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Comment: Re:free software and open source (Score 2, Insightful) 634

by jbellows_20 (#28824239) Attached to: Linus Calls Microsoft Hatred "a Disease"
This driver, if I understood it correctly, has no other purpose but to enable a proprietary VM to work with the kernel (correct me if I'm wrong). If I'm right, I see no reason why it should ever be included in it.

This seems like very odd logic as if followed through, we shouldn't allow any drivers into the kernel. Every driver in the kernel has the express purpose of making a proprietary piece of hardware work in Linux, whether coded by the manufacturer or not. The truth behind your statement is exactly what Linus was referring to, the "M$ Disease." Simply because it is Microsoft you feel the complete and utter need to bash it. No rhyme or reason. Defies all logic. It just must be done.

This is a great step for the Linux community. I doubt very few people would believe that Microsoft would ever become a contributor to the Linux kernel. They have made an investment now in Linux. That is quite monumental. Those 20,000 lines of code weren't free and they will likely be continued to be maintained. This is an exciting time!

Comment: Re:I know this is slashdot..... but XP (Score 1) 432

by jbellows_20 (#27384155) Attached to: I typically stick with the same desktop environment
Honestly, I'm not sure why this even matters.

Restarting the GUI in Linux is common because of (at least in my experience) how unstable, relative to the Windows GUI, X and the windows managers are.

The real thing I love is how Windows XP can have its GUI running and all supporting processes and only take up between 85-90MB of memory. To get a similar GUI in Linux requires 2-3 times that much memory.
Data Storage

+ - 48GigaBYTE flash chip->

Submitted by Hal_Porter
Hal_Porter (817932) writes "Hynix have stacked 24 16 gigabit (2 gigabyte) NAND flash chips in a 1.4mm thick package, giving 48 gigabytes of storage. It's not clear if it's possible to write to them in parallel — if so the device should be pretty damn fast. The usual objection to NAND flash as a hard drive replacement is lifetime. NAND sectors can only be written 100,000 times or so before they wear out, but wear levelling can be done to spread writes evenly over at least each chip. I worked out that the lifetime should be much longer than a typical magnetic hard disk. There's no information on costs yet frankly and it sounds like an expensive proof of concept, but it shows you the sort of device that will take over from small hard disks in the next few years."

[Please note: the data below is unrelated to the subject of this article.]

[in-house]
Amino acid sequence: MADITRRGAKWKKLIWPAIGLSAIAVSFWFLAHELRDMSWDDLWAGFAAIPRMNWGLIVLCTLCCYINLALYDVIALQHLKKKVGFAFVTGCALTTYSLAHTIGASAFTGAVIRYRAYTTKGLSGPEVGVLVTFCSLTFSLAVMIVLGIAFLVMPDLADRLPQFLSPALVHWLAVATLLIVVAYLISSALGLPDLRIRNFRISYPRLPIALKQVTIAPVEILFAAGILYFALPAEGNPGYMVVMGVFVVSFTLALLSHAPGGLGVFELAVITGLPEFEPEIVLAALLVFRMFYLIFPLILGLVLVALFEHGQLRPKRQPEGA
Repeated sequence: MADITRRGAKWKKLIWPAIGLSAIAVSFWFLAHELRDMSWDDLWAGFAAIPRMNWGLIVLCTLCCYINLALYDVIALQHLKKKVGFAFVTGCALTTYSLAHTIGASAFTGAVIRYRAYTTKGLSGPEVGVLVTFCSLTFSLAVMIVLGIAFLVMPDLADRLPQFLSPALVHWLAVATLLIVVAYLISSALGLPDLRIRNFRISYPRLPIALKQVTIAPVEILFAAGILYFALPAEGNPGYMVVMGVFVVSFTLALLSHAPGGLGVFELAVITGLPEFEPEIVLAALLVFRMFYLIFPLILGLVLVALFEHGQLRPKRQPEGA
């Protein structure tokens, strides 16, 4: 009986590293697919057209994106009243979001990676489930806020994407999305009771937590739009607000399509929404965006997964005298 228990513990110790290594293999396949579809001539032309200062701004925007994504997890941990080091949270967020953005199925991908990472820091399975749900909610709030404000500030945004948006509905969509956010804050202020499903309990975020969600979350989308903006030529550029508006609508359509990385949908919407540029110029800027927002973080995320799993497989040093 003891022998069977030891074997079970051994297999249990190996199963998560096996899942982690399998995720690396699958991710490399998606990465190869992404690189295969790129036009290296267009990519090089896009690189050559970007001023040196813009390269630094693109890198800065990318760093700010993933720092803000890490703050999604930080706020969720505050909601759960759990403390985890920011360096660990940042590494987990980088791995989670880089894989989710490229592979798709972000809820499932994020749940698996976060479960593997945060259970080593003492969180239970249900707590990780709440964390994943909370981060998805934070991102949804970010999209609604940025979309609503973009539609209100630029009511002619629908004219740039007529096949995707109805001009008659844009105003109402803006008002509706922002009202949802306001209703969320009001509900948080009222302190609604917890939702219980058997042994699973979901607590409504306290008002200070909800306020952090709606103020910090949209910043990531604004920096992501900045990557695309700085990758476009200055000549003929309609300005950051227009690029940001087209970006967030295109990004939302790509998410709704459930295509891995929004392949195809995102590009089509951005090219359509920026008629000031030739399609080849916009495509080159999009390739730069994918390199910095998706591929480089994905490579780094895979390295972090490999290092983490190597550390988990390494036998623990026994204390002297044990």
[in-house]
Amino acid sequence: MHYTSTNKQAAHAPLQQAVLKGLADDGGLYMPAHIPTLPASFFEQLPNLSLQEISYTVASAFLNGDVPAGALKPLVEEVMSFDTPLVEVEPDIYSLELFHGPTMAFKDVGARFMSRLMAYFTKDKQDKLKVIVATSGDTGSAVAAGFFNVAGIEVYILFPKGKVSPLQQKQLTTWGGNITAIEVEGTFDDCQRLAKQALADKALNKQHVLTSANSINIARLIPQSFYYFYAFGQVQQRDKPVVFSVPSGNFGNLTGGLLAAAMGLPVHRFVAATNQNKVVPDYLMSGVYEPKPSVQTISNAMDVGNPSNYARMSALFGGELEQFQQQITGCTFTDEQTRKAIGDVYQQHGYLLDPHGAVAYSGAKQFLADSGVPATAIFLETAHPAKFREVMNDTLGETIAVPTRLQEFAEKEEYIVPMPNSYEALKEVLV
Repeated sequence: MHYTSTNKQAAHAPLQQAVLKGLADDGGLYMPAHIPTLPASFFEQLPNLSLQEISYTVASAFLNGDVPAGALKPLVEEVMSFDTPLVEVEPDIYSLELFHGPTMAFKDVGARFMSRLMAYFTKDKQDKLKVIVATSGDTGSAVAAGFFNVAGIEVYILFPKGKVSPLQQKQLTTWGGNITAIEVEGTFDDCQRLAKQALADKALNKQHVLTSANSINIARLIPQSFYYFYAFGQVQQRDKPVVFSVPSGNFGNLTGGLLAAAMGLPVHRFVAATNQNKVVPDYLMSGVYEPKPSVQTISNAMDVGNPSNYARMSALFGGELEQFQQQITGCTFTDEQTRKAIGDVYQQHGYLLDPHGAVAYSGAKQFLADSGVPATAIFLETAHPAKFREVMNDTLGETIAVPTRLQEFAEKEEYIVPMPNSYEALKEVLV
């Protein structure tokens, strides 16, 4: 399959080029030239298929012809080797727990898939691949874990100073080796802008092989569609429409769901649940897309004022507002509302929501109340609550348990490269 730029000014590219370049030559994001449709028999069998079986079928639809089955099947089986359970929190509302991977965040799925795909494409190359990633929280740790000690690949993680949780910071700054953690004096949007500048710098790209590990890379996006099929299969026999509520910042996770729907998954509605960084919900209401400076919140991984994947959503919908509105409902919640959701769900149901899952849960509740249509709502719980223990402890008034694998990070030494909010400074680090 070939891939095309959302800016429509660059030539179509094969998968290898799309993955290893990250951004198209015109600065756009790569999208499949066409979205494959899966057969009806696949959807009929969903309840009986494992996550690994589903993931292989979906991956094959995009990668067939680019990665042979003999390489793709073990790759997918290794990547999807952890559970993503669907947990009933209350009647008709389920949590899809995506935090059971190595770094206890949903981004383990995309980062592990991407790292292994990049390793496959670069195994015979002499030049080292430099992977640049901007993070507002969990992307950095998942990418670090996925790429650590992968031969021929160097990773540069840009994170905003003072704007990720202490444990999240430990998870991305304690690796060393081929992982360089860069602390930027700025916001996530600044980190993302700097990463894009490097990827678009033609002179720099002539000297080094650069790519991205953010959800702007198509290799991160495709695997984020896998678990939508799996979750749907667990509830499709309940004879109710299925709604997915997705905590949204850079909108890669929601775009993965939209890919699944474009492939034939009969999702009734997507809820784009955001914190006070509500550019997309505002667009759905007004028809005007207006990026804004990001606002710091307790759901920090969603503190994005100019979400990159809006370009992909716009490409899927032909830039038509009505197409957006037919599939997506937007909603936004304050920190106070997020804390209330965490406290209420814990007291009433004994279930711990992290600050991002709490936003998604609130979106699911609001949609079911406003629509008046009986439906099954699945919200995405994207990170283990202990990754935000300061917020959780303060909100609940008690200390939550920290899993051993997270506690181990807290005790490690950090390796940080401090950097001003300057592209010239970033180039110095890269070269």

Link to Original Source
Businesses

+ - Citrix co-founder gets FAA OK to rev up airline->

Submitted by
coondoggie
coondoggie writes "DayJet , the brainchild of Citrix co-founder Ed Iacobucci, said Wednesday that the Federal Aviation Administration has approved its use of six-seat jets in a proposed on-demand air service that for now would link five Florida cities. In the planning stages for over five years, DayJet's jet aircraft will be furnished by another ex-techie bigwig, Vern Raburn who used to work for Microsoft co-founder Paul Allen. Earlier this year Raburn's Eclipse Aviation got the FAA greenlight to begin full-scale production of its Eclipse 500 Very Light Jets (VLJ) , over 300 of which are slated to go to Iacobucci's DayJet, in the next two years. http://www.networkworld.com/community/node/19093"
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Power

+ - ConEd to end DC power service in Manhattan->

Submitted by Anonymous Coward
An anonymous reader writes "The New York Daily News reports that ConEd has received approval to end its DC power service in New York City:

The utility has won state permission to switch off its direct current service, which Thomas Edison powered up in Manhattan 125 years ago yesterday. It now provides DC power to just five customers in Manhattan. The Public Service Commission order is the last gasp of a century-old war between Edison, a direct-current proponent, and Nikola Tesla, who invented alternating current.
"

Link to Original Source
Hardware Hacking

+ - Embedded Appliance-Specific Platforms?

Submitted by
HaloZero
HaloZero writes "Having just recently discovered pfSense, I am now looking for a platform to run it on. It's running currently on a 2.2GHz P4 with a gig of RAM, and that seems to be way, way too overkill for this type of application. The box itself is also huge in comparison to what I'm used to having as my 'firewall' appliance. I've done some looking into MiniITX stuff like the VIA EPIA offerings (and those seem to be the most promising), but the cases are still very large. I'd prefer a device that offers me a small case, compact flash (or an IDE port) fanless, and atleast three ethernet ports. Has anyone out there had any success with any of these small, embedded platforms? Form factors, hardware, their cases, loading media onto the device — what else should I be wary of?; that sort of thing. For the sake of argument, pfSense's hardware requirements are pretty basic; a 233MHz CPU and 128MB of RAM will do you just fine."

The IBM purchase of ROLM gives new meaning to the term "twisted pair". -- Howard Anderson, "Yankee Group"

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